Of course, he can take care of himself, but that’s not the point. He was still five years old to her. After she died and we bought this house, we inherited some of her dining room furniture. Gabe, who is always so sentimental, cried, and said how pleased his grandmother would be to see her furniture there, in this house on her favorite street in the neighborhood she had always admired. He said that he wasn’t sure there was anything else left to achieve from that perspective; he had done everything she would have wanted him to do.

That’s what I was dreaming about—not witnessing my children’s futures, but imagining that I have already lived long enough to see the seeds of those futures, and that I have had time to tell them what I wish for them. My kids are so young that it is likely that everything that is happening with them right now will be forgotten, at least by them. I have been through too much to imagine living to meet my son’s college girlfriend if he had just met her (notice I was not technically in the dream; all parents know that their children can always speak to them, even if they are dead). I was dreaming of a scenario in which I could have possibly already met her, because he fell in love with her when he was 10, and probably met her when he was 5, and I could feasibly live that long.

Oh, what a selfish beast love is.

We want so badly to believe that we will take part in some of this, that our lives will intersect with the lives of the people we love so fiercely, that we will be able to bear witness.

My son is 4 years old. He is not old enough for me to voice my dreams for him in any way that he could or should be able to understand, even when those dreams are strange and imperfect and take into account his irrepressible personality that is both his greatest strength and the thing that keeps us up at night wondering what the hell to do. My job now is not to be some deep cancer-mother telling him about life and the future, though he will bring up the subject of death at the dinner table as casually as other children ask for more milk. My job now is to tell him to calm down and to put his own damn socks on and to try and read a few of those words because I know he can do it.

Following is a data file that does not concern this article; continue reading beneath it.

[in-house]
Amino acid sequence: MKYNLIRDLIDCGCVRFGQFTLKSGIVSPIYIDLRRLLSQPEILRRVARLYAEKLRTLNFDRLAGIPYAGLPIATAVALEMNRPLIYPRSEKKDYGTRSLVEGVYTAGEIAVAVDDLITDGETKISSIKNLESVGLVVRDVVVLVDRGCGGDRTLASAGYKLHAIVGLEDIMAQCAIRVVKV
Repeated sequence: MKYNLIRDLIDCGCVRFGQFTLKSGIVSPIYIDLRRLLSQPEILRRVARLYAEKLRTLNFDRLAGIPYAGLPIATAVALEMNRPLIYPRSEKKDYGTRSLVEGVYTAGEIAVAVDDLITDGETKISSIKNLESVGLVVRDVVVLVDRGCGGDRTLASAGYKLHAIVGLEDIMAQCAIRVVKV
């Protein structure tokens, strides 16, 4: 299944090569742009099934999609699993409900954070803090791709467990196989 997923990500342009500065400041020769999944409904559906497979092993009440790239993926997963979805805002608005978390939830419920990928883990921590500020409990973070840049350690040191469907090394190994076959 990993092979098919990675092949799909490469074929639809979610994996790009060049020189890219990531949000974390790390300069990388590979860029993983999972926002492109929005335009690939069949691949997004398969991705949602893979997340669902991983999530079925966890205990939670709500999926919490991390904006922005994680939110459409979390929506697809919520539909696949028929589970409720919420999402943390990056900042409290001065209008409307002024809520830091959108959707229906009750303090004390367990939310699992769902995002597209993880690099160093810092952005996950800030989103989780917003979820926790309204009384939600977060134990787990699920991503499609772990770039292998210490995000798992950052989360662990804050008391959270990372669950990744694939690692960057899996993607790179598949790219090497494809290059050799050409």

Sometimes, that is what you dream about—not that you will live to sit back comfortably with the knowledge that everyone is grown and fine, but rather that you will live long enough to be able to tell people what you dream of, and that years later when important things happen in their lives, they will remember. And they will be able to say, look mom, everything is going to be fine. Even if you aren’t here.


  1. Oh, Katy.

    Sending you a hug.

    I may not have cancer-fueled dreams, but girl, I dream. Every night. It's not a cake walk (I'll explain if you're interested), but I believe in the power of them and believe in the power of the one you just had.

  2. hugs. love. prayers.
    i echo tracey's sentiments about dreams...